White House Pushing Pro-Abortion Health Care Law After Polls Show No Support
by Steven Ertelt
May 18, 2010
Washington, DC (LifeNews.com) — New polls show Americans have not come around to support the pro-abortion health care law President Barack Obama signed. With the mid-term Congressional elections looming on the horizon, White House officials are putting together a concerted effort to boost support for it before voters head to the polls.
Yesterday, the latest Rasmussen Reports national telephone survey showed 56% favor repeal of the law, while 39% are opposed.
Support for repeal is unchanged from a week ago and from other polls since Congress passed and Obama signed into law the bill that forces taxpayers to fund abortions.
"That support is also proving to be just as consistent as opposition to the health care plan before it was passed into law," pollster Scott Rasmussen noted. "In polls conducted every week since the law was passed in March, support for repeal has stayed in a very narrow range from a low of 54% to a high of 58%."
The current results include 45% who strongly favor repeal and, among senior citizens, the generation most likely to use the health care system and the most likely to turn out in November, 63% favor repeal.
Overall, 39% of voters believe the law will be good for the country, and 50% say it will be bad.
Those numbers present significant concerns for Obama and his pro-abortion allies in the Congress, as they could face a pro-life and Republican rout this November — potentially losing either the House, the Senate, or both chambers in the process.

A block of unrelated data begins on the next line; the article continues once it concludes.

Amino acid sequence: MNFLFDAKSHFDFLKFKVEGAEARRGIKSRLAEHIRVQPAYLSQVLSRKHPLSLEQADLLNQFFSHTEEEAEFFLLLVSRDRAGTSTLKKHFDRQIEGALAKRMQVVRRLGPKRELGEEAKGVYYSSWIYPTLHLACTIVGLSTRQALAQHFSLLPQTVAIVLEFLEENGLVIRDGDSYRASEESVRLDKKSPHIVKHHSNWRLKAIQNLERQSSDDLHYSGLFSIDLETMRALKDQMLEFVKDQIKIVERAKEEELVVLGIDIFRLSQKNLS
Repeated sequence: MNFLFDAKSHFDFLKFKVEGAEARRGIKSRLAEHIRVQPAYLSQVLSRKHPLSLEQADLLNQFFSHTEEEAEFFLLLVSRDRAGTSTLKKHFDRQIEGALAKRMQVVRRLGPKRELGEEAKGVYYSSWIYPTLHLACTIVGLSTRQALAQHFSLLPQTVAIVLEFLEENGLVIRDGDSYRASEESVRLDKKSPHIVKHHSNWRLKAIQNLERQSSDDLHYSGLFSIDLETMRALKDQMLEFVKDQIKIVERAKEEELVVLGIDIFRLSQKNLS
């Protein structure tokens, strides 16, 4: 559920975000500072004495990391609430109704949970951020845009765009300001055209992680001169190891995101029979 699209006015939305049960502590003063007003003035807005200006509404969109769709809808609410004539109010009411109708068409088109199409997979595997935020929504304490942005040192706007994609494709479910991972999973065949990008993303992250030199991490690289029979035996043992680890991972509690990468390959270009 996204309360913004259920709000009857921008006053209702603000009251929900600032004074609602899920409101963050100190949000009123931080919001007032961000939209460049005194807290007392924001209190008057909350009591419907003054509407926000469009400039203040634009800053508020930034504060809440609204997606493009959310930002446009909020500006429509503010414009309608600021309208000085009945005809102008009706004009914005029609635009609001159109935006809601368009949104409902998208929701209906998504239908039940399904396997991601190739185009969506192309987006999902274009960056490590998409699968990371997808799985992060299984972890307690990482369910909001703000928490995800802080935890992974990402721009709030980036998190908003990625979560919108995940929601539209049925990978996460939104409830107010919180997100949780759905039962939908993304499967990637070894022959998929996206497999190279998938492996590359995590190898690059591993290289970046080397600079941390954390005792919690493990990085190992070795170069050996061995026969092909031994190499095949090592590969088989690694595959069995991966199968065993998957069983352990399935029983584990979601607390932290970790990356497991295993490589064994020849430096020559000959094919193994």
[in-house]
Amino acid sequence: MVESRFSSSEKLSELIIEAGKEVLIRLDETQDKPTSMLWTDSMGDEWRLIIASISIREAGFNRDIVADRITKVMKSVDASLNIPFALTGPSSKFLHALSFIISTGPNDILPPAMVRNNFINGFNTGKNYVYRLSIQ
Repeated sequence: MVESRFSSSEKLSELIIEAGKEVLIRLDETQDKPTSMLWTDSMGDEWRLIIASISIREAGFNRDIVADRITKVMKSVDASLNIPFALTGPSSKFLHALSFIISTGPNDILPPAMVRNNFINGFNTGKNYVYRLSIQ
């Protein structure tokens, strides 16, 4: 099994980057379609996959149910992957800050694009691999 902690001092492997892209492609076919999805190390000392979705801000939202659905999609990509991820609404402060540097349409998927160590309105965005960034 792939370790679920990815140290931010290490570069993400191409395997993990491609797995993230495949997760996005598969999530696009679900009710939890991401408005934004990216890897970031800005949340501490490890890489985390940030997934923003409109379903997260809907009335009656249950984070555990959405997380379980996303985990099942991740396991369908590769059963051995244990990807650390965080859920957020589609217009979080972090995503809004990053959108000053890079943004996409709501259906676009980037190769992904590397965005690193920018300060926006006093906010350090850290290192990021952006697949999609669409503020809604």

Faced with that prospect, The Hill indicates the Obama administration has brought on Stephanie Cutter, a Capitol Hill veteran, for her third stint helping Obama. She will be charged with the task of election messaging on the pro-abortion health care bill and trying to minimize the political damage from it.
The newspaper indicates Obama administration officials have aggressively courted the press to try to get good stories about the perceived benefits of the legislation.
But one Republican strategist told The Hill that, at the end of the day, the problems in the bill remain despite the new attempt to sell the law.
They put out more fluff on the process, but the problems that were there before are still there today. And the polling on healthcare reform has been static since last August or so," the operative said.
Rep. Dale Kildee, a Democrat from Michigan who was considered pro-life until he supported the pro-abortion bill, told The Hill that Obama himself should get more involved in selling it to the American people.
We suggested that the No. 1 spokesperson for this lives at 1600 Pennsylvania Ave., he said. And he can do a great job.
But Obama himself faces ratings in many election battleground states where his unfavorable marks are higher than his favorables. His getting out on the stump to support pro-abortion candidates and a pro-abortion bill likely won’t endear either to a majority of Americans.
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